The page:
Andy Robertson will miss Scotland’s upcoming Euro 2020 qualifier at Kazakhstan, but his temporary spell on the sidelines can be seen as a positive for Liverpool.
He will be absent for the first leg of the quarter-final tie against Porto in the Champions League, but the hope will be that otherwise he is able to start every other game this campaign.
That is not the case for Scotland, however, with Robertson pulled out of their squad to play Kazakhstan on March 21 as he requires surgery for a dental problem.
According to BBC Sport, the 25-year-old met his team-mates in Glasgow after Liverpool’s 2-1 win at Fulham on Sunday, but did not join them on the flight to Astana.
He will be considered for the second qualifier of the international break, when Scotland visit San Marino (March 24).
While losing their captain for any game is certainly a blow for Alex McLeish’s side, Robertson’s omission against Kazakhstan should please Liverpool’s medical staff.
The reason for this came in Aberdeen manager Derek McInnes’ comments on why his defender Scott McKenna would be “a doubt” for the clash at the Astana Arena.
“If he does travel, I’m not sure he’ll be fit for that first game. The tightness of the thigh, the travelling, the astroturf pitch,” McInnes explained.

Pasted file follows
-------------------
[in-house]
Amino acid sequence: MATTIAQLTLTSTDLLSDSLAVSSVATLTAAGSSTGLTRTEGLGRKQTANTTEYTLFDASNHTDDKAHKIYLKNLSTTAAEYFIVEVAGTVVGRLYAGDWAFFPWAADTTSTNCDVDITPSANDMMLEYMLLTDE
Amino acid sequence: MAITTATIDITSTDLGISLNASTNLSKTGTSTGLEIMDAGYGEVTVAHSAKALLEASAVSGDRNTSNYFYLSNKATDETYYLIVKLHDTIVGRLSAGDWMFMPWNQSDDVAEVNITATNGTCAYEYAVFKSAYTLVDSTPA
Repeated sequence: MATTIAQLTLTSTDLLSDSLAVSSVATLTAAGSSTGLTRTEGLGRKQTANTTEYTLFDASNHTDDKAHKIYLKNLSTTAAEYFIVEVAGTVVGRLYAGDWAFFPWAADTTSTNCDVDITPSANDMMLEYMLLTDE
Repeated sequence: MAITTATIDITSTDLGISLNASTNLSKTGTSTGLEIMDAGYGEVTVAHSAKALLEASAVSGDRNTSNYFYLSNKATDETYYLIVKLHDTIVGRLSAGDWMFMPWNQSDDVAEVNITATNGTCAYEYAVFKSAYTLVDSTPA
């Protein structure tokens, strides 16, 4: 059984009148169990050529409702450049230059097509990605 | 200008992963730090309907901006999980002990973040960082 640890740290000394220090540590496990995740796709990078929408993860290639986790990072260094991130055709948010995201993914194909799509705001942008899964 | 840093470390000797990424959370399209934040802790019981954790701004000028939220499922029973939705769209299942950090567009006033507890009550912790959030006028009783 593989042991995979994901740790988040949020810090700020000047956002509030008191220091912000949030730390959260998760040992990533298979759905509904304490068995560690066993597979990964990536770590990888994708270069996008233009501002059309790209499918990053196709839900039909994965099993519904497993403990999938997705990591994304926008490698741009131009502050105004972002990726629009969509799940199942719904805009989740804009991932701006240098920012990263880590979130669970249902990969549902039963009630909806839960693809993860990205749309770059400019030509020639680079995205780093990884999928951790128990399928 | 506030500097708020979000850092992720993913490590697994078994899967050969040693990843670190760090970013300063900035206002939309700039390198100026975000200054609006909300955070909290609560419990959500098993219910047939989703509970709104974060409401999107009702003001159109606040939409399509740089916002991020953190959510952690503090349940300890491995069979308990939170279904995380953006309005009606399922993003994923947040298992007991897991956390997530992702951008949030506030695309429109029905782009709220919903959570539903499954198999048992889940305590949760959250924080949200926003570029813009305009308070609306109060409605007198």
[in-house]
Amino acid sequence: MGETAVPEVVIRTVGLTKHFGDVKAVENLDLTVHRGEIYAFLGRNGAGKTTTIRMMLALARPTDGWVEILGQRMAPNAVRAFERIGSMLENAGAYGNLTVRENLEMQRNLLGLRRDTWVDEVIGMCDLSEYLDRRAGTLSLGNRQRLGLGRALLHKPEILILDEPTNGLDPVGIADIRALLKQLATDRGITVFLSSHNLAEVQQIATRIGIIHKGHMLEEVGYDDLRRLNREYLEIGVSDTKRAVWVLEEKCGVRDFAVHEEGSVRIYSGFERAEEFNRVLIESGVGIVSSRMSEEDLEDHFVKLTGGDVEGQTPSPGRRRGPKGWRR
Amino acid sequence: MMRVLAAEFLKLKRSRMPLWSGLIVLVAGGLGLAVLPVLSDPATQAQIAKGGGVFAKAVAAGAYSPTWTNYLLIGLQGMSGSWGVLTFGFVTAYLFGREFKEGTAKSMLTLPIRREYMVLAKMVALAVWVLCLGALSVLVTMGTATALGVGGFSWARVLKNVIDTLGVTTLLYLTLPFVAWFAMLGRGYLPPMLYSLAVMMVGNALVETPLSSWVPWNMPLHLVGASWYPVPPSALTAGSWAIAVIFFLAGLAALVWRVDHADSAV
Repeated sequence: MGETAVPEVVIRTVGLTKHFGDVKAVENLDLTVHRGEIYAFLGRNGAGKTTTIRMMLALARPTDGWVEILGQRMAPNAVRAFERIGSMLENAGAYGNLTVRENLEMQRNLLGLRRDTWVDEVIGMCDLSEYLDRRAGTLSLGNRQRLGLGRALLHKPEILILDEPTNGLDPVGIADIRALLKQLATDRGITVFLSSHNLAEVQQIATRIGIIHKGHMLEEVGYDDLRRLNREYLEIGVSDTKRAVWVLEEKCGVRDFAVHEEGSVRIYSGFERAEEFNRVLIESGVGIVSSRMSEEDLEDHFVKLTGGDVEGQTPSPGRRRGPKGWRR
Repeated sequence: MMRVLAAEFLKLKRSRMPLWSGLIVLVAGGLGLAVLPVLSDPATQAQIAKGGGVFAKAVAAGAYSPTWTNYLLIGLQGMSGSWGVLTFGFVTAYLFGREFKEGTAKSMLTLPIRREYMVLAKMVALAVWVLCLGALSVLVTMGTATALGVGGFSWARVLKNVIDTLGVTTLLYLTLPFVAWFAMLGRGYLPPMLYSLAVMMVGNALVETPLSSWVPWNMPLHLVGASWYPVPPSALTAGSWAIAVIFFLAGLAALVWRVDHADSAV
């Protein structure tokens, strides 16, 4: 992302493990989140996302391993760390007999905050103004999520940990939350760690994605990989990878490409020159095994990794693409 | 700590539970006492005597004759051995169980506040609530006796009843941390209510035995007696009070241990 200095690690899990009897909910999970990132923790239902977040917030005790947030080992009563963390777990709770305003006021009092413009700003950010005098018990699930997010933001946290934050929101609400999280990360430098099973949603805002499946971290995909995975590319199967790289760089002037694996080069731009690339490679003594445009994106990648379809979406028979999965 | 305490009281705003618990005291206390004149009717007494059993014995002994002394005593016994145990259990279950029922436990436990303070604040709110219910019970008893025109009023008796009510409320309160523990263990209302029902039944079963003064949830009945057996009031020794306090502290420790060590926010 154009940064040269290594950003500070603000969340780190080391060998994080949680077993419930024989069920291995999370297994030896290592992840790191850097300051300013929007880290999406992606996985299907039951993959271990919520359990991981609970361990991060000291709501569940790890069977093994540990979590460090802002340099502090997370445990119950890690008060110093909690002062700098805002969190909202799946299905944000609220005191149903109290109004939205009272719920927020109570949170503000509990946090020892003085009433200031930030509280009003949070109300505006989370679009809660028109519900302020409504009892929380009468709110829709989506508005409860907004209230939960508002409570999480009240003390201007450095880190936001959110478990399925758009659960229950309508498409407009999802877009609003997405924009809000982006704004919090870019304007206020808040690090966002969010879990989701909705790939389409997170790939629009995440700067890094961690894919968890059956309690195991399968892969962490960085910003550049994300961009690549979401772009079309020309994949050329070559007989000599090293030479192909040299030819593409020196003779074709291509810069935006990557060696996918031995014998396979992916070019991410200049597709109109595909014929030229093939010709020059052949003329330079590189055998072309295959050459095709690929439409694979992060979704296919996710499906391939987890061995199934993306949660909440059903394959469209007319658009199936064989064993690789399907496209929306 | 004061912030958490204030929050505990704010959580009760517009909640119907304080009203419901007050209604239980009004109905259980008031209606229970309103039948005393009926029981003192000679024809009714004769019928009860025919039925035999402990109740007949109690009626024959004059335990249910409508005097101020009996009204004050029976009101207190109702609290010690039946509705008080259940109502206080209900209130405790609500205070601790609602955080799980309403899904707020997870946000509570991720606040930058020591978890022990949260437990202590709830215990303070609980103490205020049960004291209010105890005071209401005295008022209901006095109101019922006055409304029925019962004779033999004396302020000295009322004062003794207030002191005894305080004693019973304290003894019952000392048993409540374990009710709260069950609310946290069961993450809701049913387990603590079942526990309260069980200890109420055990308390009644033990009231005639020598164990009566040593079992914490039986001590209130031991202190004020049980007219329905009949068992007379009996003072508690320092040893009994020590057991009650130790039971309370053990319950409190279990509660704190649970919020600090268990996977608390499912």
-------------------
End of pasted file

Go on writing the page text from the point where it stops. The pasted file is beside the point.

The Astana Arena is a 30,244-seater stadium in Kazakhstan’s capital, which serves as home to both FC Astana and FC Bayterek, and as McInnes notes, its playing surface is artificial.
While playing on an artificial pitch would in no way exacerbate any problems with Robertson’s teeth, there are common concerns with injuries on astroturf.
Steven Gerrard was critical of Kilmarnock’s 3G pitch after winger Jamie Murphy suffered an ACL injury twisting in the turf at Rugby Park in August, ultimately ruling him out for the entire season.
“If you ask Jamie right now he’ll say it was a pitch incident,” Gerrard said.
“I’m not here to disrespect Kilmarnock and their playing facilities. I know it helps support the running of their club.
“But my opinion is elite football shouldn’t have any plastic pitches.
“I think for every club worldwide it’s safer to have a grass pitch.”
Rangers captain James Tavernier added, emphatically, that “I guarantee you that Murphy wouldn’t have the injury that he got today if it had been a grass pitch.”
“He planted his foot, got a wee nudge and then just felt something go. If that’s on grass, that’s not going to happen,” he added.
This emerged as a problem for Liverpool when Naby Keita picked up a hamstring injury while playing on artificial ground for Guinea in October, and though Klopp stopped short of blaming the pitch, he insisted “[it] is not a surface for football.”
“Do I think it’s fair to play the same game on different surfaces? Yes, rain, snow, whatever, that’s OK,” he argued.
“But artificial pitch is not a surface for football, that’s how it is.”
The San Marino Stadium, which will host Scotland’s second game of the break, is turfed with grass.